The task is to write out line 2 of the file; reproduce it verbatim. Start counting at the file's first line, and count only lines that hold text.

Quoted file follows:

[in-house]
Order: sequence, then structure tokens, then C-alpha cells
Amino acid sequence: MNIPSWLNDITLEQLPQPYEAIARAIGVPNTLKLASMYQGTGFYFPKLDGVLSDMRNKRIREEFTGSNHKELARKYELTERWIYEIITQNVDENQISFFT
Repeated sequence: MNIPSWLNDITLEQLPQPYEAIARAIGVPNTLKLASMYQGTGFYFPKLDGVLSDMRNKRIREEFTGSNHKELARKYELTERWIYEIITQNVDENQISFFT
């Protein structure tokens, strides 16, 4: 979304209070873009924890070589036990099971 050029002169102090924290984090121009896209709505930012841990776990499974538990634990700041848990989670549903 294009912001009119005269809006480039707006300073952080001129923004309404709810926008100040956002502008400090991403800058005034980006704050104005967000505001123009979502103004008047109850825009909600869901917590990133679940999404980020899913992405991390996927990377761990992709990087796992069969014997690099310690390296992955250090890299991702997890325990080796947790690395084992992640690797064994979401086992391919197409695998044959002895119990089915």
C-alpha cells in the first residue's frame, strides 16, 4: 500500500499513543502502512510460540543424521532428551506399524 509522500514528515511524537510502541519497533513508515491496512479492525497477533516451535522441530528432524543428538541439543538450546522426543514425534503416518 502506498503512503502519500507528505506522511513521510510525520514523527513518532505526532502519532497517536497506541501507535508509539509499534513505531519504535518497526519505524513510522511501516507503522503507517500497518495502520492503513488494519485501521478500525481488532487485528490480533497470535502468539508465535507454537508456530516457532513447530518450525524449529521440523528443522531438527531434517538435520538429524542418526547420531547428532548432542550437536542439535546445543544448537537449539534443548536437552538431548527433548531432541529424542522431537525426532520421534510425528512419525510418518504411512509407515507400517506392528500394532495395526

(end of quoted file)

Order: sequence, then structure tokens, then C-alpha cells